Oak Ridge National Laboratory

 

News Release

Media Contact: Fred Strohl (strohlhf@ornl.gov)
Communications and External Relations
865.574.4165

 

ORNL negotiating with companies on cryogenic systems

OAK RIDGE, Tenn., July 24, 2003 — The Department of Energy's Oak Ridge National Laboratory has entered into negotiations for awarding two three-year contracts worth more than $8 million to develop advanced cryogenic systems to support new high-temperature superconductors.

The lead companies entering into negotiations with ORNL are Praxair of Danbury, Conn., and Cyromech of Syracuse, N.Y. Praxair will help ORNL develop two advanced refrigeration systems while Cryomech will assist on a third one.

The work will focus on supporting efforts under way in DOE's Office of Electric Transmission and Distribution to develop advanced cryogenic refrigeration systems for cooling the next generation of electric power equipment based upon high-temperature superconductors.

Cryogenic cooling - cryocoolers - are required for the wires in superconducting equipment. Superconductivity is the ability of certain materials to carry large electrical current without the resistance losses of conventional materials such as copper. Superconductors can enable more efficient, reliable and secure electricity transmission, distribution and use.

Cryocoolers typically can chill equipment to temperatures far below those in a household refrigerator - minus 321 degrees F and below. High-temperature superconducting wires cooled to these temperatures have the ability to dramatically increase the capacity of transmission systems.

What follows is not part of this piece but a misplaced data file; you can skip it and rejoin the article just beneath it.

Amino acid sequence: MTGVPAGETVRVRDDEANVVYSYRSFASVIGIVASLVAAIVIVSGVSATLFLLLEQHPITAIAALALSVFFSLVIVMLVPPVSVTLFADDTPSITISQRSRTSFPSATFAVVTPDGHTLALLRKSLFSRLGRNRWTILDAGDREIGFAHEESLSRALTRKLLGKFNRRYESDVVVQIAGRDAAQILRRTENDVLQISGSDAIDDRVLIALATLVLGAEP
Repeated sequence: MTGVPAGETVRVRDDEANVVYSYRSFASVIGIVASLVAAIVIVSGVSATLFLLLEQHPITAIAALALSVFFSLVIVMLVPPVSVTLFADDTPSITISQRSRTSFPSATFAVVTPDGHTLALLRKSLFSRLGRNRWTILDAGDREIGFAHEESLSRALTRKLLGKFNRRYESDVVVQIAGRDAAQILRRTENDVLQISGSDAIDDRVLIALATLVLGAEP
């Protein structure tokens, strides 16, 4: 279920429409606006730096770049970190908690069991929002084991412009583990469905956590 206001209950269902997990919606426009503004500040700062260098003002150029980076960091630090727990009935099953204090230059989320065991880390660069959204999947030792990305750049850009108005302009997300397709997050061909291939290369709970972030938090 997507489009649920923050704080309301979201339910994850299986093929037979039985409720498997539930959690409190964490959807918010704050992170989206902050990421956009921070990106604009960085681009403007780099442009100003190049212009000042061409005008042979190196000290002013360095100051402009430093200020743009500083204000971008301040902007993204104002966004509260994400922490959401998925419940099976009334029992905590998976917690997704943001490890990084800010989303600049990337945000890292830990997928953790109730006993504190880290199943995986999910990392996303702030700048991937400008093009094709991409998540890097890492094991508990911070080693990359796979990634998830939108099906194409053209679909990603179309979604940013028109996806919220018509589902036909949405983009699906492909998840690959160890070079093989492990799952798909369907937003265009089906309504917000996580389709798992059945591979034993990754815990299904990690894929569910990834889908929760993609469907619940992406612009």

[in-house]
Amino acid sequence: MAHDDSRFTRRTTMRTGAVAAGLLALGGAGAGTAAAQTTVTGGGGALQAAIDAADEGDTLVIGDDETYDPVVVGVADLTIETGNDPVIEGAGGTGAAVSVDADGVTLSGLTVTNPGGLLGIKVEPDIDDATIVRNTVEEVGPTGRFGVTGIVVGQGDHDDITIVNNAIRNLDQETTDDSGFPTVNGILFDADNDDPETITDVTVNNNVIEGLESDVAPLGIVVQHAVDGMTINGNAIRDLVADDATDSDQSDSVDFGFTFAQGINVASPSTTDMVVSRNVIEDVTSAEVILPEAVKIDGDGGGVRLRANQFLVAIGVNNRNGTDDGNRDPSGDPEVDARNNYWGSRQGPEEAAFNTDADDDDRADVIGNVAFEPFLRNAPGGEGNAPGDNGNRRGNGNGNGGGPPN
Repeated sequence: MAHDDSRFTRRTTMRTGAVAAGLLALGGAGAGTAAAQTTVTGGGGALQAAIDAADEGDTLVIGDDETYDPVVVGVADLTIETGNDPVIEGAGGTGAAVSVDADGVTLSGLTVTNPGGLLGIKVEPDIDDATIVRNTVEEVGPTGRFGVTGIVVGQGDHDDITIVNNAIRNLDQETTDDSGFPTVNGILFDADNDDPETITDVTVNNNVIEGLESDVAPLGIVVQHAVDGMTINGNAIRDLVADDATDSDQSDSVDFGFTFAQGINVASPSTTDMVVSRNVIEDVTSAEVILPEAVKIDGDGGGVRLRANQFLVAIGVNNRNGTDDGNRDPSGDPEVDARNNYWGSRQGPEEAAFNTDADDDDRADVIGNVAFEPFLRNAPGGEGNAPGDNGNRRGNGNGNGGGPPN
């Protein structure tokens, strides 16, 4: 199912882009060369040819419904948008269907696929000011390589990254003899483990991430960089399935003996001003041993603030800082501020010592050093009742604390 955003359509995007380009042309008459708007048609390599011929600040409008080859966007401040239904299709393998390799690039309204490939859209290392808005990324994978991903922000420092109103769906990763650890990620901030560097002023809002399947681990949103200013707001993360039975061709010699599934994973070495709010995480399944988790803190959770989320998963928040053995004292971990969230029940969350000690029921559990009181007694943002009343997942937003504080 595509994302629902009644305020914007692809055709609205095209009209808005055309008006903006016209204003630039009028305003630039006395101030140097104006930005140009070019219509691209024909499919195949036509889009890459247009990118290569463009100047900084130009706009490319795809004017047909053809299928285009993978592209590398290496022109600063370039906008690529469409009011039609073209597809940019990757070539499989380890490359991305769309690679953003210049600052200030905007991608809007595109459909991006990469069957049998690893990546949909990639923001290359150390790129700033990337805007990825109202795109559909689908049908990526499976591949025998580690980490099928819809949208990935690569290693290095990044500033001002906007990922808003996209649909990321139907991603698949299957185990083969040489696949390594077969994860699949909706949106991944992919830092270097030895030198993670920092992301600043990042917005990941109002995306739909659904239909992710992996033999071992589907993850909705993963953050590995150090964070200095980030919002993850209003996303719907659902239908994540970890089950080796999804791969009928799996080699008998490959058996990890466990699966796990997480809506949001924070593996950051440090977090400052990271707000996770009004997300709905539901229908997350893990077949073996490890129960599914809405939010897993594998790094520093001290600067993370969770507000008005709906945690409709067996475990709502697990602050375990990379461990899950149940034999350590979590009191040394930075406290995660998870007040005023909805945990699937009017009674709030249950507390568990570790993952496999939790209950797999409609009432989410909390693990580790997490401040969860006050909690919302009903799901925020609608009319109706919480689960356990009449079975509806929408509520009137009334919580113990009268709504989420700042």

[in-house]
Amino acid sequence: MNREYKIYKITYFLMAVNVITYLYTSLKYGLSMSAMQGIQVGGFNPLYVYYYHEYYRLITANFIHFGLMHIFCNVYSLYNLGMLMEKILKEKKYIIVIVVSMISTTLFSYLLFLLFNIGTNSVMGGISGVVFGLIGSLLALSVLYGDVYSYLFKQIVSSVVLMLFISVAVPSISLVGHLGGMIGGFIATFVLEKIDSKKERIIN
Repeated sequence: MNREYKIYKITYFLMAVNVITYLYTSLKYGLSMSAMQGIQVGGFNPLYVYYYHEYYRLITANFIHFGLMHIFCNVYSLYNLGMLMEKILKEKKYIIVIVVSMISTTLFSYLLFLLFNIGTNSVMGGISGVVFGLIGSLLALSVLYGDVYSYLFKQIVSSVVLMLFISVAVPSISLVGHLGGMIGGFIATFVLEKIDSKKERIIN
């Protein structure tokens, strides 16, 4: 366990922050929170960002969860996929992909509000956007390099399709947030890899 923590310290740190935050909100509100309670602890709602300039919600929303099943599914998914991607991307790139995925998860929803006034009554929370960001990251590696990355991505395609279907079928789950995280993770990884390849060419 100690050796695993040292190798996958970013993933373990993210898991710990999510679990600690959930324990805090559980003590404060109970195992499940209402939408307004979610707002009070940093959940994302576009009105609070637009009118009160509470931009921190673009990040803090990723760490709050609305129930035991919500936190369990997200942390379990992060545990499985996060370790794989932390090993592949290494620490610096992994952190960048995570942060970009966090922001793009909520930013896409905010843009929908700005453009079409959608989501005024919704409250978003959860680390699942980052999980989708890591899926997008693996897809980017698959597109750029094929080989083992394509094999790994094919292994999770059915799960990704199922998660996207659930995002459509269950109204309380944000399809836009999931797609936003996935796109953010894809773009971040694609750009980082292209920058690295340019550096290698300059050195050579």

Praxair will be partnering with other companies and institutions in the development of cryocooler systems. The objective of this work will be to accelerate the development of cryogenic enabling technology for superconducting electrical power systems. Key goals of the research are to drastically improve the cryocooler efficiency and reliability in systems with the capacity to cool future cables, motors, generators, transformers and like devices.

The development of high-temperature superconducting technology was a key recommendation of the National Transmission Grid Study released last year. Superconducting power equipment can help modernize and expand the electric grid, which will be required to support continued economic growth in the United States.

Praxair is the largest industrial gases company in North and South America, and one of the largest worldwide, with 2002 sales of $5.1 billion. The company produces, sells and distributes atmospheric and process gases, and high-performance surface coatings. Praxair products, services and technologies bring productivity and environmental benefits to a wide variety of industries, including aerospace, chemicals, food and beverage, electronics, energy, healthcare, manufacturing, metals and others. More information on Praxair is available on the Internet at www.praxair.com.

Cyromech is a world leader in development and manufacture of single and double-stage Gifford-McMahon and Pulse Tube cryorefrigerators. Cryomech has developed the AL300 and AL330, which have the highest efficiency and highest cooling capacity to date of any available GM cryocooler at temperatures from 20 to 60 Kelvin. Cryomech is also the only company to provide larger commercial pulse tube products in the United States. Cryomech's research will include the development of a new generation of Stirling-type (valveless) pulse tube cryocoolers for 60 to 80 Kelvin and higher efficiency Gifford-McMahon cryocoolers for 20 to 40 Kelvin.

ORNL is a multiprogram science and technology laboratory managed by UT-Battelle for the Department of Energy.